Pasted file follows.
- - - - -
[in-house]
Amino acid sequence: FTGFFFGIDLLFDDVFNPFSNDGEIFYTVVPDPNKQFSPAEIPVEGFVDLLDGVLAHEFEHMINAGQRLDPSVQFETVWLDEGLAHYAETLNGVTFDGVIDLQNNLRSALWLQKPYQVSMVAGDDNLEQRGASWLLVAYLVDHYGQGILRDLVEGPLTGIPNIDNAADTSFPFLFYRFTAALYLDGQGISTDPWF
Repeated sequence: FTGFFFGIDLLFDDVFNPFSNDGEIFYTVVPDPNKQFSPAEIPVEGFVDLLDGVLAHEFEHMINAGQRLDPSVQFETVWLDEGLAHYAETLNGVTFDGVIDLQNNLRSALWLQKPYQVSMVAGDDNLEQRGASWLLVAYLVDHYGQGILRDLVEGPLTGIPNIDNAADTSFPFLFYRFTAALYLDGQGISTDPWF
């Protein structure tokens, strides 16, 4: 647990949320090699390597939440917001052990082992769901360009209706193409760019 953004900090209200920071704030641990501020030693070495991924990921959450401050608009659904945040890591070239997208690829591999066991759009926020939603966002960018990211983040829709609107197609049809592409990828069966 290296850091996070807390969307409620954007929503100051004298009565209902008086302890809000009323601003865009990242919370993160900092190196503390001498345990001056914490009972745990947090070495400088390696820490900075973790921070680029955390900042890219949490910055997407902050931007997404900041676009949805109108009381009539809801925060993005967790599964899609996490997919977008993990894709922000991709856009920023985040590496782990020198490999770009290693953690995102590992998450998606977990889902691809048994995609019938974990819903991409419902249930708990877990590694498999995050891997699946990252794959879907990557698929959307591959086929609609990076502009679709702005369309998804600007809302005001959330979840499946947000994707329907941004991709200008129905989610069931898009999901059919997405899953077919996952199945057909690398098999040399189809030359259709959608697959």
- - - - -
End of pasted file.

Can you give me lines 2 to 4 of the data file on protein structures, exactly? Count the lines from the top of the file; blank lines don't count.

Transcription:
Amino acid sequence: FTGFFFGIDLLFDDVFNPFSNDGEIFYTVVPDPNKQFSPAEIPVEGFVDLLDGVLAHEFEHMINAGQRLDPSVQFETVWLDEGLAHYAETLNGVTFDGVIDLQNNLRSALWLQKPYQVSMVAGDDNLEQRGASWLLVAYLVDHYGQGILRDLVEGPLTGIPNIDNAADTSFPFLFYRFTAALYLDGQGISTDPWF
Repeated sequence: FTGFFFGIDLLFDDVFNPFSNDGEIFYTVVPDPNKQFSPAEIPVEGFVDLLDGVLAHEFEHMINAGQRLDPSVQFETVWLDEGLAHYAETLNGVTFDGVIDLQNNLRSALWLQKPYQVSMVAGDDNLEQRGASWLLVAYLVDHYGQGILRDLVEGPLTGIPNIDNAADTSFPFLFYRFTAALYLDGQGISTDPWF
């Protein structure tokens, strides 16, 4: 647990949320090699390597939440917001052990082992769901360009209706193409760019 953004900090209200920071704030641990501020030693070495991924990921959450401050608009659904945040890591070239997208690829591999066991759009926020939603966002960018990211983040829709609107197609049809592409990828069966 290296850091996070807390969307409620954007929503100051004298009565209902008086302890809000009323601003865009990242919370993160900092190196503390001498345990001056914490009972745990947090070495400088390696820490900075973790921070680029955390900042890219949490910055997407902050931007997404900041676009949805109108009381009539809801925060993005967790599964899609996490997919977008993990894709922000991709856009920023985040590496782990020198490999770009290693953690995102590992998450998606977990889902691809048994995609019938974990819903991409419902249930708990877990590694498999995050891997699946990252794959879907990557698929959307591959086929609609990076502009679709702005369309998804600007809302005001959330979840499946947000994707329907941004991709200008129905989610069931898009999901059919997405899953077919996952199945057909690398098999040399189809030359259709959608697959």